“You need all you can get,” was Jack’s parting shot.

With merry chaff and banter, the time flew by as though on wings. They had lunch at a quaint little inn by the roadside, and Walter proved that the charms of feminine society had not yet begun to affect his appetite. But then, as he explained, the cure would be all the more effective if it were gradual, and he had plenty of time yet to climb to higher planes.


In the early afternoon they were turning a bend in the road, when Cora gave a sudden exclamation.

“Look!” she cried, pointing to a little glade at the right of the road. “There’s a camp of some kind. I do believe it’s gypsies!”

“Guessed it right the first time,” declared Walter.

“That’s what it is,” agreed Bess. “Oh, Cora, don’t you think we might stop a few minutes? I’d dearly love to have a look at them, if you think we can spare the time.”

“I’m not so very keen about it myself,” said Cora dubiously, for as those familiar with her previous adventures will remember, her experiences with these picturesque vagabonds had not been devoid of unpleasantness and danger. “But I’ll see what Jack says about it, and if he thinks we have time, I won’t mind stopping.”

She hailed Jack, and, after consulting his watch, the latter agreed that they could easily spare a half-hour or so for a visit to the gypsy camp.

They drew their cars to the side of the road and picked their way through the woods to the little dell where the gypsy encampment lay.

It was a typical camp of those strange nomads in whose blood runs the “call of the wild,” and who in their mode of life are almost as far removed from other human beings as though they lived upon another planet.


There were perhaps a dozen vans, from which came strange smells of cooking, amid which onion and garlic predominated. Unkempt children in tattered clothing played with dogs that seemed to be legion, while wrinkled and slatternly women sat on the steps of the vans or made their way through the grounds, whining their requests to visitors to cross their palms with silver and learn in return all that pertained to their present and future. Swarthy men, some of them with huge ear-rings and with sashes and turbans that reminded one of the pirates of tradition, lay sprawled out on the grass watching the throng with eyes that were sometimes indifferent and again sullen and smoldering.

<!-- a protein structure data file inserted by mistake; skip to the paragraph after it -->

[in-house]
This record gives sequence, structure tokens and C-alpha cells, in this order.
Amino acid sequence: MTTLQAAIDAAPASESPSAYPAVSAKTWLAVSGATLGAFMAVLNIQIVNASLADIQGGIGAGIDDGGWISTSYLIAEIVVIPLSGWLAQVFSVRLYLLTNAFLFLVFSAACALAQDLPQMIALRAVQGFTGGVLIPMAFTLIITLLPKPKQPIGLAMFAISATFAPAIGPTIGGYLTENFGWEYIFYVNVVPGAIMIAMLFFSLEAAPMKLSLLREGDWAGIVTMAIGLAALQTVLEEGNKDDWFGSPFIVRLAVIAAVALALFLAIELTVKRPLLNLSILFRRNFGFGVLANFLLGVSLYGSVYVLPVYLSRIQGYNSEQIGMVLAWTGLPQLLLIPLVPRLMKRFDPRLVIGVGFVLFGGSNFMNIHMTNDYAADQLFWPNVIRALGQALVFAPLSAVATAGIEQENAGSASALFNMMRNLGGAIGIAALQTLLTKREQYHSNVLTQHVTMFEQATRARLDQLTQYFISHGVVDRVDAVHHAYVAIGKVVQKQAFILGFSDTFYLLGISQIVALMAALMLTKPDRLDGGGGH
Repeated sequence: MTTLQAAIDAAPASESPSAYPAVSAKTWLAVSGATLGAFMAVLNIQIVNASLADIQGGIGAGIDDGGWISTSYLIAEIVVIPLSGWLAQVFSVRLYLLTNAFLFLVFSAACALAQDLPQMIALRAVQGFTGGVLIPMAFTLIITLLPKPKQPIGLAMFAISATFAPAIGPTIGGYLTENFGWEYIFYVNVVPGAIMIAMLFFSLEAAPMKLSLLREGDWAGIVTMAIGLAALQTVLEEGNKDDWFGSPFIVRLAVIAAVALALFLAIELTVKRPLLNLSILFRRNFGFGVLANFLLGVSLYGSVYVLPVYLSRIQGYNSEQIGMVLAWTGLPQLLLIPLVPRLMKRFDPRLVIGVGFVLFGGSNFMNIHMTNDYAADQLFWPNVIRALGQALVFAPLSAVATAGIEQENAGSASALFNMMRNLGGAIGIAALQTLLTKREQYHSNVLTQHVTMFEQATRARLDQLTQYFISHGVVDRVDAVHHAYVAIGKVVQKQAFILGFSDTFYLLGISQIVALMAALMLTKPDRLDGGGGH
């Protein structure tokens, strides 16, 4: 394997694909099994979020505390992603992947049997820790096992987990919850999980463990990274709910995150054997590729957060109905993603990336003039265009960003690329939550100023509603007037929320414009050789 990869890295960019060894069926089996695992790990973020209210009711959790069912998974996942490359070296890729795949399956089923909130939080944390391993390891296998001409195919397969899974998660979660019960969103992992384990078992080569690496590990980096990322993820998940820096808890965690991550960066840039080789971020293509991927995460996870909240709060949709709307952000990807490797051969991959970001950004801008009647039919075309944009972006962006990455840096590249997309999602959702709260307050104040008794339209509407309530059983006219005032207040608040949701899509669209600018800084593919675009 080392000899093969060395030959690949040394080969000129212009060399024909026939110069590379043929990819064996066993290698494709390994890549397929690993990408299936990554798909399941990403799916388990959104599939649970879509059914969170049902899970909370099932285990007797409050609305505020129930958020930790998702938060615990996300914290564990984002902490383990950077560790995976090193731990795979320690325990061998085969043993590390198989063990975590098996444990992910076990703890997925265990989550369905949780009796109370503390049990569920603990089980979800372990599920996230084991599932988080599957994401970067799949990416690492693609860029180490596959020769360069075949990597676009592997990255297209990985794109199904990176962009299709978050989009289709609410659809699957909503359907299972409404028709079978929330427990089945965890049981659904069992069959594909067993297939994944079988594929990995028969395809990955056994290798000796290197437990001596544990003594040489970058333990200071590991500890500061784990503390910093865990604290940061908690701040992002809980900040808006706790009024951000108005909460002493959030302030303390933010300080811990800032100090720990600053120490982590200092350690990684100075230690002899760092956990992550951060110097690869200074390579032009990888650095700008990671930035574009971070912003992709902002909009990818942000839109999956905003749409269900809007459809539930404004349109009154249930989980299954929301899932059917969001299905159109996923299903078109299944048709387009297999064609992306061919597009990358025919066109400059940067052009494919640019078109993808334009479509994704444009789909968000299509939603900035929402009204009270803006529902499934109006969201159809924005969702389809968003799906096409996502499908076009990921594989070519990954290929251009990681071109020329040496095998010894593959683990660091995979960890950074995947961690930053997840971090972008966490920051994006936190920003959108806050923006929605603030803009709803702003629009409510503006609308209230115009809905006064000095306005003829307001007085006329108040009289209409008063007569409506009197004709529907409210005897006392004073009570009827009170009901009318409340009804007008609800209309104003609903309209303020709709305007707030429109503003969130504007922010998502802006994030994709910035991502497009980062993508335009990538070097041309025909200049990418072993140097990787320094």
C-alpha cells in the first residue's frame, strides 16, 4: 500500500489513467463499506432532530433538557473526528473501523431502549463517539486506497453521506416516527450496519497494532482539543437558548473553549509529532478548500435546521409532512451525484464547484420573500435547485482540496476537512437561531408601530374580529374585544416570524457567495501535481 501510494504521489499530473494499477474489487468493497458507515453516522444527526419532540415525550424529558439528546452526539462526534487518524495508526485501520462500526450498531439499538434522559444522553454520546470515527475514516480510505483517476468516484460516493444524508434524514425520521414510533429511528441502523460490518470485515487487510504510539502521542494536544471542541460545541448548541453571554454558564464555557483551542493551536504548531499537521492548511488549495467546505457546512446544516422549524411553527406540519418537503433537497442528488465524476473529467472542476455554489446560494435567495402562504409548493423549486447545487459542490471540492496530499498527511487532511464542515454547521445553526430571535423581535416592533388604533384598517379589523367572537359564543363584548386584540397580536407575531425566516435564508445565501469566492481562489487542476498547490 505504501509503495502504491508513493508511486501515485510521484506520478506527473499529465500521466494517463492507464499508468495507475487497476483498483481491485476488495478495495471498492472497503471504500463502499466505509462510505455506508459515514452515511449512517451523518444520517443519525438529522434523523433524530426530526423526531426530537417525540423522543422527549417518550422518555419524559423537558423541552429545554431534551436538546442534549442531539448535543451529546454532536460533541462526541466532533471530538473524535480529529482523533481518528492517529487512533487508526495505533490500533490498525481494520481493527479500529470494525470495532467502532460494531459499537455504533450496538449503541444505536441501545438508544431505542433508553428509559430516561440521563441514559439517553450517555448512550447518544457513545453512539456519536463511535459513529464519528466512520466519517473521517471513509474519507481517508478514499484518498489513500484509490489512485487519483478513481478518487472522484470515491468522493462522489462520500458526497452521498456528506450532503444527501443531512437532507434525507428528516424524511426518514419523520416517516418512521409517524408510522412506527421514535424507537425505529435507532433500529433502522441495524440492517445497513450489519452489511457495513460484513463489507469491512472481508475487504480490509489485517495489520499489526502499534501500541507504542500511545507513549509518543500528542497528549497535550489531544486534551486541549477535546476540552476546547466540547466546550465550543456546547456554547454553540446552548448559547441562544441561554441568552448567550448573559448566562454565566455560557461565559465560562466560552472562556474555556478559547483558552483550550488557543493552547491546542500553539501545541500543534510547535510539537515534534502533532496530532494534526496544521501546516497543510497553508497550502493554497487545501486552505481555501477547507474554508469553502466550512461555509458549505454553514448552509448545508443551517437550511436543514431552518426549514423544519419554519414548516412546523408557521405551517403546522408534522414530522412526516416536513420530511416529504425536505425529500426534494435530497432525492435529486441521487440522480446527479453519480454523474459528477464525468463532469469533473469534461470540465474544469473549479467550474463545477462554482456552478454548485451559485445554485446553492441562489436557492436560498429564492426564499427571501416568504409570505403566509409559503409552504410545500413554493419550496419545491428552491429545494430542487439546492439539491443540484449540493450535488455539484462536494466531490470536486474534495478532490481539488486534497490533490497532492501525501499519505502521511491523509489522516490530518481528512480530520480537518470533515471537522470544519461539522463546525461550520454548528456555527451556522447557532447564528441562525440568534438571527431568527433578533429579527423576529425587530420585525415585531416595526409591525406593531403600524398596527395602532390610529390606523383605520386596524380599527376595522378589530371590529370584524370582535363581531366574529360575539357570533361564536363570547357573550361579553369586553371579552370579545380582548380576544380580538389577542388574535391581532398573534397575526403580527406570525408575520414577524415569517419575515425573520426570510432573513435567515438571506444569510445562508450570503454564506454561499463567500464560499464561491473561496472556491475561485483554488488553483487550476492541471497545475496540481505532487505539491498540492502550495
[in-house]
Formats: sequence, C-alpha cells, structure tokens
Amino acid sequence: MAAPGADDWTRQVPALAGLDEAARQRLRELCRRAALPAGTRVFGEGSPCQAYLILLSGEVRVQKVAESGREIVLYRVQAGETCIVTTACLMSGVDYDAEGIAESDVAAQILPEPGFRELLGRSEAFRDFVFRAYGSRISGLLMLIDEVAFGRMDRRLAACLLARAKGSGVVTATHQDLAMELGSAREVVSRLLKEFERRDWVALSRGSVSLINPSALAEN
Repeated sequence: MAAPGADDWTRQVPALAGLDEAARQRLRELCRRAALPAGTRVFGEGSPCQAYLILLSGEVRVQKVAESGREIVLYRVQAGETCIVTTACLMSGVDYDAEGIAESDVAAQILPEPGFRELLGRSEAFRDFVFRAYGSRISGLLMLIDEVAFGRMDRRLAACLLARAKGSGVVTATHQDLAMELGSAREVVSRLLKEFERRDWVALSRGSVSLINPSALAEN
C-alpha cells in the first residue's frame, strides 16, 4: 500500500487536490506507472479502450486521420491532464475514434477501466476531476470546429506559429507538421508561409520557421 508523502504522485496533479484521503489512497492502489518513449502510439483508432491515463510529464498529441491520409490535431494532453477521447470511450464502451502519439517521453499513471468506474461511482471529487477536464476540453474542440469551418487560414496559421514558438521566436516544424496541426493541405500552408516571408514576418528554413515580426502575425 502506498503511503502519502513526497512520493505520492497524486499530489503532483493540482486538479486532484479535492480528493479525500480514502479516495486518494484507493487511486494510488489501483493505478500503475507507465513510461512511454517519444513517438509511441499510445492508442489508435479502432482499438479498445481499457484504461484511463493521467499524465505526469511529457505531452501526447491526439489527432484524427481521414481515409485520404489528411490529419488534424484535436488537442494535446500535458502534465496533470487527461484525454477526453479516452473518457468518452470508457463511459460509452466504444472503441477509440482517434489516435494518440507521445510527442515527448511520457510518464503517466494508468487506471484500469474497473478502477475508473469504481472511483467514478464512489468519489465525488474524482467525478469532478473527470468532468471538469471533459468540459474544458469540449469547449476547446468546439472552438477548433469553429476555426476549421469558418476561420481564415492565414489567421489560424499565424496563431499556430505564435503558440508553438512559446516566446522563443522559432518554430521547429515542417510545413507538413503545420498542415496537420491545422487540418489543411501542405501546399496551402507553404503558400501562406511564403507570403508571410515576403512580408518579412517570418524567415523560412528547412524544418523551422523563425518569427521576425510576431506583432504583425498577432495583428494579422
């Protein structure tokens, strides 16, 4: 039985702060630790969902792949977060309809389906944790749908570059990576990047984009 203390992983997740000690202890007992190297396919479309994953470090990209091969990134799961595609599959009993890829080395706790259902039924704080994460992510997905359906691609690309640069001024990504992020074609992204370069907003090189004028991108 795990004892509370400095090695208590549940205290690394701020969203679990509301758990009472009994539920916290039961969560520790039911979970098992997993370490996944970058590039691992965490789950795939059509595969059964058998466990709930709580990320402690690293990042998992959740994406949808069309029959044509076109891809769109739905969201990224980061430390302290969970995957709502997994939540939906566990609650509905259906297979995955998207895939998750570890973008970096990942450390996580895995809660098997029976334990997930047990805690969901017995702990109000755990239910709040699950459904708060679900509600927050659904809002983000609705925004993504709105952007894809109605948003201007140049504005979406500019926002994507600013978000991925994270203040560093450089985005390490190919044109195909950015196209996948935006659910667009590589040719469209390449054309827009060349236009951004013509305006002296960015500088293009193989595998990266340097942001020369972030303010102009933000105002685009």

There were just two elements that redeemed the camp from its general aspect of squalor and forlornness. One was the fine horses that were scattered here and there, for the gypsy has the keenest eye for a good animal of any trader on earth. The other was the presence of several gypsy girls of a wild barbaric type of beauty, whose flashing eyes and gaudy trinkets contrasted with the prevailing ugliness of their surroundings.

There were a large number of visitors present, due to the proximity of a large town a mile or so away, through which the automobiles had passed just before reaching the camp.

“Here’s the place to have your future told,” said Jack.


“Lucky they can’t tell our past,” remarked Walter. “What a give-away that would be for some of us.”

“I hope you haven’t any deep dark secret that would ‘chill the young blood, harrow up our souls’ if it were told,” laughed Cora.

“Walter just wants to make himself interesting,” gibed Bess.

“Well, whatever I may have been, I’m all right now that you girls have undertaken to refine me,” replied Walter.

“I’m realizing more and more what a tremendous contract it is,” Cora came back at him. “But look at that girl over there? Isn’t she a beauty?”

“She isn’t hard to look at, for a fact,” said Jack judicially, as his eyes fell on the gypsy girl his sister had indicated. “I think I’ll get her to tell my fortune. I want to know whether I’m born to be hanged or drowned.”

“It’s safe to say that you’re booked for a long life anyway,” remarked Paul. “Only the good die young.”

The girl had seen that the party were regarding her with interest, and she came over to them.

“Do you ladies want to have your fortunes told?” she asked with a winning smile that showed two rows of beautiful white teeth.

The girls hesitated.


“Go ahead, girls, and show the sporting spirit,” urged Jack. “You can get the promise of a perfectly good husband for fifty cents. And that’s cheap in these days of high prices.”

“It’s more than some of them are worth,” laughed Belle.

“I hope that isn’t a shot at us,” said Paul. “I’d be a bargain at a dollar.”

“She must have been thinking of that Higby fellow over at Roxbury,” said Bess. “Why, what’s the matter?” she asked, as the gypsy girl started violently and turned deadly pale.

Cora sprang to the girl’s side and put her arm around her to steady her.



The gypsy girl regained her self-control in a moment and gently put Cora’s helping arm aside.

“It is nothing,” she said. “I just had an attack of dizziness. The heat of the sun, perhaps.”

It was evident that this last remark was only a pretext, for a pleasant breeze was blowing and they were standing under a great tree that shaded them completely.

“I hope it wasn’t anything I said that startled you,” said Bess curiously.